A Paper About Justice, Dignity, Torture, Headscarves: Can Durkheim’s Socioligy Clarify Legal Values?/ Roger Cotterrell
Task: Could you write a one to two page summary of what Cotterrell says can be learned from a sociological approach in thinking what to do about the famous problem of whether Muslim women should be allowed to dress in all -covering veil. Restrictions on the wearing of the Islamic head scarf and body covering gown – A legal-moral issue In his article – Justice, Dignity, Torture, Headscarves: Can Durkheim’s Socioligy Clarify Legal Values?
Roger Cotterrell attempts to find out what Emile Durkheim would say regarding two issues that stand out in present days – the acceptability of torture in defense of national security; and restrictions on the wearing of the Islamic headscarf. Cotterrell takes Derkheim’s approach regarding the sociology of morality in order to examine moral and legal evaluation of contemporary legal studies – Cotterrell examines Durkheim’s ‘Moral individualism’ idea (‘the cult of the individual’ or ‘cult of the human person’) concerning those two issues.
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I would focus on the second issue and would try to summarize Cotterrell’s arguments on what the Durkheimian approach would say regarding the famous problem of whether Muslim women should be allowed to dress in all-covering veil. Firstly, I will explain what “Moral individualism” is and Durkheim’s justifications for it. Then, I will display Cotterrell’s justifications to why this approach is relevant nowadays. Thirdly, I will examine the dilemma in hand in a sociological way and try and understand what Cotterrell and Durkheim would say on the matter. Moral Individualism’: According to Cotterrell, the essential idea that stands on the basis of the ‘Moral Individualism’ principle is “universal respect for the equal human dignity and autonomy of every member of society, whatever differences there may be in the outlook, position, life conditions or roles of society’s members”. Durkheim feels strongly about ensuring that societies will integrate, or rather – will be able to integrate, and will be able to be cohesive. I. e. if individuals in a certain society grant equal and ultimate respect to other individuals and their autonomy – that society will be able to better integrate and be cohesive and will ultimately work better as a group/society. Current relevancy: Cotterrell argues that the ‘Moral individualism’ idea provides an alternative to familiar current ideas about the subject of human dignity. Durkheim’s ideas “on solidarity and the body suggests that prohibiting certain forms of this, but not others, contravenes values of human dignity”.
For example, if society does not respect the choice of Muslim women to dress in a certain way – society, de facto, does not respect these women’s right for human dignity. Durkheim does not claim that following an investigation according to the ‘Moral Individualism’ principle will result in a global time-less conclusion, but a specific conclusion of practices needed in order to ensure stable, cohesive society. Another justification Cotterrell finds is in the demand law makes from citizens nowadays.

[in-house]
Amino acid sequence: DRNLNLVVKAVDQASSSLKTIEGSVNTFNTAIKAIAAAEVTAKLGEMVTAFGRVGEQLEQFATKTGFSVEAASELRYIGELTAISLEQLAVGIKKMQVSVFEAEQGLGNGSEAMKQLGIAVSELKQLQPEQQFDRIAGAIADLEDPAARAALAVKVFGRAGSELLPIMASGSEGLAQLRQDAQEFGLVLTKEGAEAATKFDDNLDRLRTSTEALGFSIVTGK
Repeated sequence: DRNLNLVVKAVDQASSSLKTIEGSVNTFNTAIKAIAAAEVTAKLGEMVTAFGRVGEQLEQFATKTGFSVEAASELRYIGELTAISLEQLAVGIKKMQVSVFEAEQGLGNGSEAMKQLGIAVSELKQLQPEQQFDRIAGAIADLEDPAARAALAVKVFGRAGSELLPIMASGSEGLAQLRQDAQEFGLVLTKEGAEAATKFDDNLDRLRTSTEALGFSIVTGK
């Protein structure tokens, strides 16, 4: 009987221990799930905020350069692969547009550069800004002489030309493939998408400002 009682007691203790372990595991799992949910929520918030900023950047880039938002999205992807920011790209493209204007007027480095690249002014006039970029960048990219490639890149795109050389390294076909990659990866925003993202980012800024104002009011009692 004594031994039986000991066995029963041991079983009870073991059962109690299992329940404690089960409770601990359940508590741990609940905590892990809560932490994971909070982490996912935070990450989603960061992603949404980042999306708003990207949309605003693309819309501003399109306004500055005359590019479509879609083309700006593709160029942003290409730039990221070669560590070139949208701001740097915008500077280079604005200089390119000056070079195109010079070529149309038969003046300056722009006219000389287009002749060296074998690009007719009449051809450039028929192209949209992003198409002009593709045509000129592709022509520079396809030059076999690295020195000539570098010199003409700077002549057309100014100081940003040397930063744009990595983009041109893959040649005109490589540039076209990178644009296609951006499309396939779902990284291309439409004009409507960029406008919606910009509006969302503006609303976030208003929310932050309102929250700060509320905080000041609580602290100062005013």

Today, more than ever – law should be examined as an expression of morality as appose to an expression of power, not philosophically but in a way of finding the compatible terms and “conditions of co-existence of individuals and groups in a certain time and place”. Regulation of female Islamic dress: Cotterrell depicts what Durkheim sees as the problematic character of sexuality viewed in the light of the socio-logical necessity of ‘Moral Individualism’: sexual relations, in Durkheim’s view, causes a sacrifice of the dignity and autonomy of both sexes in this action, and women in particular.
This sacrifice leads to an exception in a society where the values of dignity and autonomy are fundamental and necessary. This exception, which is part of “islands of exceptions” that can be found in Durkheim’s idea, leads to an ambiguity in practicing rights protecting dignity and autonomy especially for women. Following this line of thought, Cotterrel argues that the practice of Muslim women wearing the headscarves or the body-covering gown is fitting to Durkheim’s ‘Moral Individualism’ principle.
This argues that in order to protect this idea, which is fundamental, “we conceal our body as well as our inner life from prying eyes”. This concealment is possibly in order to desexualize public social space, to terminate that ‘island of exception’. Meaning, the women that are wearing these covering garments actually makes it easier to help the society be more cohesive and to be more of the same. In my opinion, this method of achieving ‘Moral Individualism’ is not appropriate, because it takes away from the individual the ability to reveal her face, her facial expressions and it is probably very uncomfortable at certain times.
I should add that ‘Moral Individualism’ is supposed to celebrate diversity and individualism, but it does not in this example of the headscarf issue. Cotterrell argues the same notion but in a cultural integration way. He claims that these women are taken away from the public space because of the cultural differences these garments impose on non-Muslim society. To summarize, Durkheim offers a different approach to the discussion about “Islamic headscarves” and even bypasses much pre-existing debate on the matter as Cotterrell argues. Moral Individualism’ justifies the wearing of all-covering garments since it helps avoiding sexual connotations when integrating within a multi-cultural society. However, this approach also suggests that women’s choices of clothes should be connected to ‘Moral Individualism’. ——————————————– [ 1 ]. Note that these women’s religion is not the issue here, they could have believed in a Judaism or Buddhism, and the principle would have remained the same.